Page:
Theoretical Economics: Recent Articles
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Articles recently published or accepted for publicationSun, 15 Sep 2024 03:05:00 EDTen-usAdoption epidemics and viral marketing
http://econtheory.org/ojs/index.php/te/article/viewForthcomingFile/5886/40138/1
http://econtheory.org/ojs/index.php/te/article/viewForthcomingFile/5886/40138/1Mon, 09 Sep 2024 00:00:00 EDTby <b>David McAdams and Yangbo Song</b><p>To be published in Theoretical Economics. First available as a "Paper to appear" on September 9, 2024<p>Abstract: An innovation (e.g., new product or idea) spreads like a virus, transmitted by those who have previously adopted it. Agents update their beliefs about innovation quality based on private signals and when they hear about the innovation. We characterize equilibrium adoption dynamics and the resulting lifecycle of virally-spread innovations. Herding on adoption can occur but only early in the innovation lifecycle, and adoption eventually ceases for all virally-spread innovations. A producer capable of advertising directly to consumers finds it optimal to wait and allow awareness to grow virally initially after launch.Adversarial coordination and public information design
http://econtheory.org/ojs/index.php/te/article/viewForthcomingFile/5768/40137/1
http://econtheory.org/ojs/index.php/te/article/viewForthcomingFile/5768/40137/1Mon, 09 Sep 2024 00:00:00 EDTby <b>Nicolas A. Inostroza and Alessandro Pavan</b><p>To be published in Theoretical Economics. First available as a "Paper to appear" on September 9, 2024<p>Abstract: We study flexible public information design in global games. In addition to receiving public information from the designer, agents are endowed with exogenous private information and must decide between two actions (invest and not invest), the profitability of which depends on unknown fundamentals and the agents’ aggregate action. The designer does not trust the agents to play favorably to her and evaluates any policy under the “worst-case scenario.” First, we show that the optimal policy removes any strategic uncertainty by inducing all agents to take the same action, but without permitting them to perfectly learn the fundamentals and/or the beliefs that rationalize other agents’ actions. Second, we identify conditions under which the optimal policy is a simple “pass/fail” test. Finally, we show that when the designer cares only about the probability the aggregate investment is successful, the optimal policy need not be monotone in fundamentals but then identify conditions on payoffs and exogenous beliefs under which the optimal policy is monotone.Expected balanced uncertain utility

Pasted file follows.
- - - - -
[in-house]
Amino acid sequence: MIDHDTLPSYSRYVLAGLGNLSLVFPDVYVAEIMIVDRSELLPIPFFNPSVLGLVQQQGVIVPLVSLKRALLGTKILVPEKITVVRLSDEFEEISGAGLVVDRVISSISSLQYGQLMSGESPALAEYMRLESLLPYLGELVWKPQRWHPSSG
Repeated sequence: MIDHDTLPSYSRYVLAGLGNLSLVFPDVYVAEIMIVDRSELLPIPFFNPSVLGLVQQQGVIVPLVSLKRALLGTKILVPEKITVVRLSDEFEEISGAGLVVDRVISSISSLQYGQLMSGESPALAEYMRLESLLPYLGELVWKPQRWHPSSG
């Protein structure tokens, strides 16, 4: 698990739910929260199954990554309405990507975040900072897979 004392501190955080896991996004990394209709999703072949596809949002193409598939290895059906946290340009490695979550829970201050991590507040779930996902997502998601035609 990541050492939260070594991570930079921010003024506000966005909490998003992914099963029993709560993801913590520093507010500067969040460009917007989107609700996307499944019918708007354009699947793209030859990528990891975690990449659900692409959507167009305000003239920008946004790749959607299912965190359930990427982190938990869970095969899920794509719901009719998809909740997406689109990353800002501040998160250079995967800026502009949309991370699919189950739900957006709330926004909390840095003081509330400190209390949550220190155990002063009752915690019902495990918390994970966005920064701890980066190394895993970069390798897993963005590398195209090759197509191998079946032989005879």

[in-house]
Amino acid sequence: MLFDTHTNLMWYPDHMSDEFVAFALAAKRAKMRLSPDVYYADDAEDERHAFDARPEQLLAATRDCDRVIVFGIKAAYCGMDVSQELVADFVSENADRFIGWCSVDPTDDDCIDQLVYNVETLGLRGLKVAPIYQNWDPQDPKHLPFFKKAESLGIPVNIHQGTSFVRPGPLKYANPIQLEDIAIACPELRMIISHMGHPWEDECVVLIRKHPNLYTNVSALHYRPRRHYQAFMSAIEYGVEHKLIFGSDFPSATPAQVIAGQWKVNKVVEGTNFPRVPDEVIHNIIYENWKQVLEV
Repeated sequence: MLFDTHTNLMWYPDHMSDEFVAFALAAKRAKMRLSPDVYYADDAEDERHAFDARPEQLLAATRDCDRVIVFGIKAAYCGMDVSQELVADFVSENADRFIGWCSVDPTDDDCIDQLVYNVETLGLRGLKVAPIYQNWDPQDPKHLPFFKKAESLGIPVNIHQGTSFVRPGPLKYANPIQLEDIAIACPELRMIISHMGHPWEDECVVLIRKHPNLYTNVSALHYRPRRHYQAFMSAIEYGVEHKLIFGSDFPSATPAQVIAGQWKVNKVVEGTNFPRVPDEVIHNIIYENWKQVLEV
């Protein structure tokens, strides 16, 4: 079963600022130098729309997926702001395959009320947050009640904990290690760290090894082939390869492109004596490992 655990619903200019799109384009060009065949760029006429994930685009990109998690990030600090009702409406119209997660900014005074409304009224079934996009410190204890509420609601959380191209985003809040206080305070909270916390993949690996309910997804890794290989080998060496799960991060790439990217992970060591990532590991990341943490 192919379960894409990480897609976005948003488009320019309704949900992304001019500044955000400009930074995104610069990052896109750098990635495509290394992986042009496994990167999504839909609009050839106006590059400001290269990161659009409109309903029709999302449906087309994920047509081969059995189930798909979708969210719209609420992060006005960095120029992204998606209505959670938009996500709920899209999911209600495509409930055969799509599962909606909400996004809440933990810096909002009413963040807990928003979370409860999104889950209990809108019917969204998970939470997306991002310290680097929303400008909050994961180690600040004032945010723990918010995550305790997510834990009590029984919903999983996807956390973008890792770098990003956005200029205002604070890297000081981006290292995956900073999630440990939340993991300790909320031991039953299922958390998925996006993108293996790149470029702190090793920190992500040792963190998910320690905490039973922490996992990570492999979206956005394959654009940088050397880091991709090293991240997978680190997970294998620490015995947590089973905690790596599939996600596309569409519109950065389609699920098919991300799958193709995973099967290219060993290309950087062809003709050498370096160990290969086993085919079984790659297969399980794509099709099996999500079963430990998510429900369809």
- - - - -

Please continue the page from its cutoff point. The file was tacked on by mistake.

http://econtheory.org/ojs/index.php/te/article/viewForthcomingFile/5404/40039/1
http://econtheory.org/ojs/index.php/te/article/viewForthcomingFile/5404/40039/1Fri, 23 Aug 2024 00:00:00 EDTby <b>Simon Grant, Berend Roorda, and Jingni Yang</b><p>To be published in Theoretical Economics. First available as a "Paper to appear" on August 23, 2024<p>Abstract: We introduce and analyze expected balanced uncertain utility (EBUU) theory. A prior and a balanced outcome-set utility characterize an EBUU decision maker. Conditional on a reference or ``balancing value'', the latter assigns a utility to each outcome-set. The decision maker associates with each act, its envelope, the minimal measurable mapping from states to outcome-sets that contains the act. She then (implicitly) ranks an act according to the balancing value at which the expected balanced utility of its associated envelope is zero. As a consequence her risk preferences need only exhibit betweenness allowing or behavior that can accommodate Allais-type paradoxes.Dynamic economics with quantile preferences
http://econtheory.org/ojs/index.php/te/article/viewForthcomingFile/5454/40031/1
http://econtheory.org/ojs/index.php/te/article/viewForthcomingFile/5454/40031/1Thu, 22 Aug 2024 00:00:00 EDTby <b>Luciano I. de Castro, Antonio F. Galvao, and Daniel da Siva Nunes</b><p>To be published in Theoretical Economics. First available as a "Paper to appear" on August 22, 2024<p>Abstract: This paper studies a dynamic quantile model for intertemporal decisions under uncertainty, in which the decision maker maximizes the $\tau$-quantile of the stream of future utilities, for $\tau\in (0,1)$.
We present two sets of contributions.
First, we generalize existing results in directions that are important for applications.
In particular, the sets of choices and random shocks are general metric spaces, either connected or finite.